Discouraged about your writing? Wonder if you are ever going to get anything published? How do you learn to write? Admittedly, any kind of writing requires work and effort, but joining a critique group can move you in the right direction.
A critique group is a small group of writers who encourage each other and provide regular help to each other. Joining a group is not something to be taken lightly. It means a commitment to write something each month, polish the writing and then share it with the group. Also it's a commitment to carefully critique the other members' manuscripts and come prepared to help others.
"Sounds wonderful," you think. "Where do I find one?"
First, see if your local writers group has critique groups. For example, the Society of Children's Book Writers has critique groups scattered across the country. If you write children's material, this is one possibility to locate an existing group. You should determine your area of specialization such as fiction, children's writing, articles, scripts, poetry, etc.? If there is not a group in your specialty or area, why not begin one?
"Oh, no," you wail, "I'm a beginning writer. I need someone to teach me."
Each of us begin somewhere and you can be an instrument for God's use if you are willing and available. You can learn lots through the critique group. You simply set the time and place then announce it in your local newspaper or some other public manner. Be creative in your networking and be available to begin a group and minister to others who want to write.
You need to determine where will you meet and what time? Decide on the maximum number of participants and how often the group will meet. The larger the group, the more time will be needed for each person and his manuscript. So a small number like four persons in a group is better.
Once you've located the people, how do you begin? One essential requirement is that people be committed to writing as well as willing to critique other writer's materials. If people do not write and bring materials, the group degenerates into a chatting session rather than a work session.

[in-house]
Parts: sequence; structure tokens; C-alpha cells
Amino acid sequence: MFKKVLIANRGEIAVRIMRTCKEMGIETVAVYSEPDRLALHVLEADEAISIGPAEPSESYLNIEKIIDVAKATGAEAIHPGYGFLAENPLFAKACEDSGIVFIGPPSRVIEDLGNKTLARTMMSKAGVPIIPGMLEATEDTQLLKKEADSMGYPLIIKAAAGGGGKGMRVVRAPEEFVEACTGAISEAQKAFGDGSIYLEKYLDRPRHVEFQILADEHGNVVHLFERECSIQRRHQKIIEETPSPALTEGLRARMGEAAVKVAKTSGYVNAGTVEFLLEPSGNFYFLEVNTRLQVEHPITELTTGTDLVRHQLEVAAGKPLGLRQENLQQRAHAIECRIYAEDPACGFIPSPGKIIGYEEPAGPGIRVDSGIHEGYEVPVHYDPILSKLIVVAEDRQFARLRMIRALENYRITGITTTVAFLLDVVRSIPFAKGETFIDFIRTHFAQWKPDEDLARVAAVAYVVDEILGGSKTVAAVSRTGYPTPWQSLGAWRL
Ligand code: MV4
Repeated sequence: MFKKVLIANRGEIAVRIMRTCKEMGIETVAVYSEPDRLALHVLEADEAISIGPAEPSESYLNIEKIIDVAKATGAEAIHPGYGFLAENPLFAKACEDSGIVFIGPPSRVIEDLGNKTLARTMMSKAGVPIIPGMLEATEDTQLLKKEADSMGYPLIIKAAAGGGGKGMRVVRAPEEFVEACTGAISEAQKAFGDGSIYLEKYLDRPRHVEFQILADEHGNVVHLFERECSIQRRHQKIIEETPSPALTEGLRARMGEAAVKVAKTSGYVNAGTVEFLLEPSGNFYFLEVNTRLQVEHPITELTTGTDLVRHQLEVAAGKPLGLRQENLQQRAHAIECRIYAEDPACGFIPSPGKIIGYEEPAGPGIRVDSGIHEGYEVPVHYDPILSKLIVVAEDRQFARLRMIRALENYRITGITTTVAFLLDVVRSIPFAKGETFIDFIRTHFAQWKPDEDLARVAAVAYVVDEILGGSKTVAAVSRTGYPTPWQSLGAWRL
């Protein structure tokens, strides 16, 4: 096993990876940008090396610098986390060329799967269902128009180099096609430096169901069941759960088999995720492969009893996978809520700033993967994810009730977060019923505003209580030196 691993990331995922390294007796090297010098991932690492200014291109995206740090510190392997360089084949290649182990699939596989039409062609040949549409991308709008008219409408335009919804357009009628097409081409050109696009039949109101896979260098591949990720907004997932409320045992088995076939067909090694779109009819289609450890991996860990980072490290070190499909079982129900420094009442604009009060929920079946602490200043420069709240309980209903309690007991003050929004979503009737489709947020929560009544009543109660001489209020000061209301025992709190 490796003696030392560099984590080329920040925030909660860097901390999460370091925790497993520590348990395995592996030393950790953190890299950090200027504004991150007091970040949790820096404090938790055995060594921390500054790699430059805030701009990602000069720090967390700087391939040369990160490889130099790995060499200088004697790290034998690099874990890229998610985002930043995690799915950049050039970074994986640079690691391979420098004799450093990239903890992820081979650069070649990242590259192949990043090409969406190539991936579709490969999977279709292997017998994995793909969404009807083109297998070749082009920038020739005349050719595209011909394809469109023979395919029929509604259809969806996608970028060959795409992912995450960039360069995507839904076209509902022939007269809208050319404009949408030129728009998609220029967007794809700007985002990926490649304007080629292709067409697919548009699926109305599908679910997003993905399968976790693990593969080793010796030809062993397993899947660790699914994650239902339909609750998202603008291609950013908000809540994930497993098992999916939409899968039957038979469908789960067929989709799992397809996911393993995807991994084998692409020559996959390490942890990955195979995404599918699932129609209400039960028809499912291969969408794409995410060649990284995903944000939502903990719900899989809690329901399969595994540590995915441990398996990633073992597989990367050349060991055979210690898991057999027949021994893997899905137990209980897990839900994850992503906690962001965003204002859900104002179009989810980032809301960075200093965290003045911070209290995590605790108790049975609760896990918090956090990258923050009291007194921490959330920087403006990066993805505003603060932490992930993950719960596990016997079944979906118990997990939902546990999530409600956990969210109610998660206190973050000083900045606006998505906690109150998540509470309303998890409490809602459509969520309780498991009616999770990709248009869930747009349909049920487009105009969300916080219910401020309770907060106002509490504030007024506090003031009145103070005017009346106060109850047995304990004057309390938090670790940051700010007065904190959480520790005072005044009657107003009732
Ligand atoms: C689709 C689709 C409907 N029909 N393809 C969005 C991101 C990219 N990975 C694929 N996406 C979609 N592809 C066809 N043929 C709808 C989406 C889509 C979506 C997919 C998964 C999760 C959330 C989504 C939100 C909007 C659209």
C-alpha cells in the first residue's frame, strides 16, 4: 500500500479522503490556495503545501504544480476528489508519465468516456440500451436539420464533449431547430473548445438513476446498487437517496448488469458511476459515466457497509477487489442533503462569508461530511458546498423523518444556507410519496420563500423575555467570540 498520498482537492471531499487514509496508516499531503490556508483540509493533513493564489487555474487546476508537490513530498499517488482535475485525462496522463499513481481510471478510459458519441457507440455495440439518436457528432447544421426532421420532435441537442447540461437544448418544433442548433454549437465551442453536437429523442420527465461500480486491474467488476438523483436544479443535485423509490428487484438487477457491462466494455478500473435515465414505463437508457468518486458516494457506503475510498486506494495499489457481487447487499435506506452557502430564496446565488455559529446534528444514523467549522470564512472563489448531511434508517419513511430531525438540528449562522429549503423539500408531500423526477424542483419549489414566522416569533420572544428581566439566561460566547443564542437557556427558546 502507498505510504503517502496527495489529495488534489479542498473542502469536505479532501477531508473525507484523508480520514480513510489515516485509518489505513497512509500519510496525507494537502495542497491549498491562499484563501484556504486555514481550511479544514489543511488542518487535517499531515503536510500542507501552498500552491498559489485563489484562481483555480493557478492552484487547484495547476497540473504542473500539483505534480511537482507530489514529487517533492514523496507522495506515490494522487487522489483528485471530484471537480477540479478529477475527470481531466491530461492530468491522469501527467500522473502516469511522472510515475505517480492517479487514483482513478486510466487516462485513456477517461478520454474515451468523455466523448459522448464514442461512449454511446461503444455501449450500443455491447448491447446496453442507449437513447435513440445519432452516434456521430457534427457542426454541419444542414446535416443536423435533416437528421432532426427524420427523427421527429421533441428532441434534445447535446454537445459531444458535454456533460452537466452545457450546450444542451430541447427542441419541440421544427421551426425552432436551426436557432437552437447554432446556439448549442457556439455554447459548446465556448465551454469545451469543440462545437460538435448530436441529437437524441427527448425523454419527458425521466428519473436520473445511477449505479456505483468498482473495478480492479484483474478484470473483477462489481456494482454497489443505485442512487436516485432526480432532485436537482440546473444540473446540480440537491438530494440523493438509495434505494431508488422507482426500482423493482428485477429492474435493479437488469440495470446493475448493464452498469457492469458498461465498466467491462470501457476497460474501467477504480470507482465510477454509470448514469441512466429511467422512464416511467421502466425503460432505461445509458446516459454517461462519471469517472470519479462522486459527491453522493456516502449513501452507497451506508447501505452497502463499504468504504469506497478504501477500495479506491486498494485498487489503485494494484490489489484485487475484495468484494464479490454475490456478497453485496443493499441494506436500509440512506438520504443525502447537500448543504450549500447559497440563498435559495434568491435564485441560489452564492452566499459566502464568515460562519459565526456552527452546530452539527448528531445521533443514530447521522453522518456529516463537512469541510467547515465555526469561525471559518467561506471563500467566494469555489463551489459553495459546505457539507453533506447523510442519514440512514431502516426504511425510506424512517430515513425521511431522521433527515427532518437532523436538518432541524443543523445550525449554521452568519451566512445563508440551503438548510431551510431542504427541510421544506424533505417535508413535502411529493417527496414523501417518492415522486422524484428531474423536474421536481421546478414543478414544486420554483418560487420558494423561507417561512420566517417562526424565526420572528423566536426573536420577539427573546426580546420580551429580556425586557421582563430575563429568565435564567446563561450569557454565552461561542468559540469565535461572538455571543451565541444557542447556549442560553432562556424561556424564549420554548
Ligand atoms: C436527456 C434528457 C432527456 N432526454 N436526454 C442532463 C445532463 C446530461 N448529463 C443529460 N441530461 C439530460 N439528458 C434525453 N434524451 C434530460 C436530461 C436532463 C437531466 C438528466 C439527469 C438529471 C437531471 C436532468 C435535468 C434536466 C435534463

Regarding the actual critique, there are two basic options. Some groups bring the manuscripts to the meeting, read them aloud and then critique them. Other groups send the manuscripts out ahead of time and do not read the manuscripts during the meeting. Instead, they talk about the content. I prefer the latter method since I find it difficult to catch the content from reading aloud. In my opinion, the manuscript receives a better critique when read in advance.
During the meeting, agree on the amount of time for each manuscript so that no one person or manuscript dominates the critique session. For example, a group of four may meet for one hour each month and spend 15 minutes on each manuscript.
Now you have someone else's work. What do you do with it? First, begin with praise. Find something that you like about the manuscript, possibly the format or the main character or the general theme or plot. In this way, we build up one another and give encouragement.
Critiques vary according to the type of material. Here are some basic questions to consider for non-fiction, then fiction.
1. Examine the overall structure. Is it logical? What kind of article is it and does it fulfill the proper require-ments? Can you restate the premise in a single sentence? Does the article clearly point out the problem, then offer a sensible conclusion? Is there adequate information for the reader to draw his own conclusions and learn what he needs to learn? Is it easy to read? Entertaining? Does the writing show rather than tell ideas? Are there illustrations and anecdotes and are they effective?